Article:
The village of Brookfield will explore tightening up language in its zoning code related to smoke and vape shops in order to limit their proliferation. Following a discussion of the subject at the village board’s May 22 meeting, elected officials gave village planning staff the OK to propose code amendments to the Brookfield Planning and Zoning Commission.

Brookfield is home to four businesses that fall under the smoke/vape category, three of them recent additions to the village. The tobacco shop in the strip mall at 8907 Burlington Ave. has been around for nearly a decade, while Leo’s Smoke & Vape opened at 9152 Broadway Ave. in 2021.

More recently, two smoke/vape shops opened within a couple of blocks of each other last year at 9120 Ogden Ave. and at 9323 Ogden Ave. That caught the attention of village staff, who sensed the community at large wasn’t so thrilled.

“Reading the tea leaves in the community, the general consensus was that there are enough vape shops, which do not bring a lot of tax benefits or other benefits to the community,” said Village Manager Timothy Wiberg. “We came to the conclusion that maybe we’d have that conversation with the village board to see if a change would be warranted or not.”

While there may be a desire to limit the number of smoke/vape shops in Brookfield, right now the zoning code doesn’t present many hurdles. The zoning code doesn’t call out that use specifically and, as a result, smoke/vape shops fall under the category of “non-durable goods,” something permitted by right along Ogden Avenue, at Eight Corners, in commercial districts on 31st Street and in commercial districts near the three Metra stations.

Smoke/vape shops are considered a special use in the industrial district along 47th Street.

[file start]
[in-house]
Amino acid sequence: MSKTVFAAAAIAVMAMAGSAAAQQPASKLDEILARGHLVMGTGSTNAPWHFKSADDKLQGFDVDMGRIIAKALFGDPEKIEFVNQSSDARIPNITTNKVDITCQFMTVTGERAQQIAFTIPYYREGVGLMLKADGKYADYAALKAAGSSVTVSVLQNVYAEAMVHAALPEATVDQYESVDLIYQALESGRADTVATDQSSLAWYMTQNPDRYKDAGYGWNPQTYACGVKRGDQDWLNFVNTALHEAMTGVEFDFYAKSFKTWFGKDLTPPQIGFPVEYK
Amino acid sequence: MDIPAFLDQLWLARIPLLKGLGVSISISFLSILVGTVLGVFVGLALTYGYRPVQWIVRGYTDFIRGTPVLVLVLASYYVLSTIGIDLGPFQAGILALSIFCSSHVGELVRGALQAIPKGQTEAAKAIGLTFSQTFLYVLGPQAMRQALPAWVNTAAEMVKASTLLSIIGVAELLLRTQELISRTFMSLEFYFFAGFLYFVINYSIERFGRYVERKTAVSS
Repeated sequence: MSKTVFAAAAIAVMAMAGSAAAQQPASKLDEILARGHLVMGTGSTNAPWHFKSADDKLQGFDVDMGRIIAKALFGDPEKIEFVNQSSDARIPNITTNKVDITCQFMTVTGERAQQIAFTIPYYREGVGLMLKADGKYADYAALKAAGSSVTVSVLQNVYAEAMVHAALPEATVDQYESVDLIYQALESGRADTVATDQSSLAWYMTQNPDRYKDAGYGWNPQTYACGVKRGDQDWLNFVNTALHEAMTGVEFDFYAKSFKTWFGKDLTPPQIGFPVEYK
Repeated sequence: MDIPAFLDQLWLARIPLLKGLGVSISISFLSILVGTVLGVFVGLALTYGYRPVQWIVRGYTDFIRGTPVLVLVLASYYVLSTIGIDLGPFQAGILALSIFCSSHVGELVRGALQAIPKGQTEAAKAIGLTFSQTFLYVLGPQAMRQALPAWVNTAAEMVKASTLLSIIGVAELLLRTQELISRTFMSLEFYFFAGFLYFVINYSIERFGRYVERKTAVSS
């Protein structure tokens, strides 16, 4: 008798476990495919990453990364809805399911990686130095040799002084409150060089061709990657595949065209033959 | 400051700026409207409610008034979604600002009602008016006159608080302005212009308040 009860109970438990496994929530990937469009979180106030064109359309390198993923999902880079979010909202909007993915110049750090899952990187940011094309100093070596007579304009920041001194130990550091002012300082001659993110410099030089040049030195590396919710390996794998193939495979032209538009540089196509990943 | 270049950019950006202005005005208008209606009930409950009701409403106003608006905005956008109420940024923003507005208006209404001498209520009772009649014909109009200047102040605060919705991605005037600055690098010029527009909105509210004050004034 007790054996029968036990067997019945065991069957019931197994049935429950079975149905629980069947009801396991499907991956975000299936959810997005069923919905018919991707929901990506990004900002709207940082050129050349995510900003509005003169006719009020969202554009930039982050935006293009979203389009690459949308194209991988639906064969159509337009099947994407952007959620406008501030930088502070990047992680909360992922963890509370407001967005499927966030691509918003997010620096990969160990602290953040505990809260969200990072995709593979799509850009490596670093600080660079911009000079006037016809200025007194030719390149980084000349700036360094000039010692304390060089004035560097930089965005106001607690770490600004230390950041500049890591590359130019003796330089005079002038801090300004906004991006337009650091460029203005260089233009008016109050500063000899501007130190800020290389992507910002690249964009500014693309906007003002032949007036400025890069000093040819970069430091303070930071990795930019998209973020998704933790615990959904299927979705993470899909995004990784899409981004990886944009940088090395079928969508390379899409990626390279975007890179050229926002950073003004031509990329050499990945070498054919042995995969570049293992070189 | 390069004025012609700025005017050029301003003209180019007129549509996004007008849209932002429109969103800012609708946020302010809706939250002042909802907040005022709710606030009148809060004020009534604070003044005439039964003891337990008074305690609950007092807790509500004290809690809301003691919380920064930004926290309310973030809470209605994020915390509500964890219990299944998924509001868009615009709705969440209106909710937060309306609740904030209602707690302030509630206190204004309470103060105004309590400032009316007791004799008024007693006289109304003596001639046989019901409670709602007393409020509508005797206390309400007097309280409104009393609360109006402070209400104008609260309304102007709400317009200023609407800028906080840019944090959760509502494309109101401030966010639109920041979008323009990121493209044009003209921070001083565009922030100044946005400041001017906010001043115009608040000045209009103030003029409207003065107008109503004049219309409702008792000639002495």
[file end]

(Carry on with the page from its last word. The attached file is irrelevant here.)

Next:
“The possible way that the village could look to further regulate this type of use would be through zoning, possibly creating a breakout category for this type of business and then possibly further elaborating in the code where that business use might be allowed,” Village Planner Kate Portillo told elected officials on May 22.

The village could designate smoke/vape businesses as special uses, Portillo said. Existing businesses would be grandfathered in as legal non-conforming uses.

Village Trustee Edward Cote said he would like to see smoke/vape shops classified specifically in the zoning code, and he urged staff to include as part of their research into the subject any examples of municipalities that impose restrictions on how close such businesses can be to one another or to places like schools.

“Right now they could set up shop with three of them in one district – back to back to back,” Cote said. “It’s not the best business model, but it could happen, and I would like to have that included in that thought process.”

Trustee Nicole Gilhooley also favored exploring a code amendment, particularly with an eye on the village’s small districts, like the downtown and Eight Corners.

While giving the OK for staff to begin exploring changes to the code, trustees also gave staff the green light to submit proposed amendments directly to the Planning and Zoning Commission. If that happens, the commission would schedule a public hearing on the proposed amendment.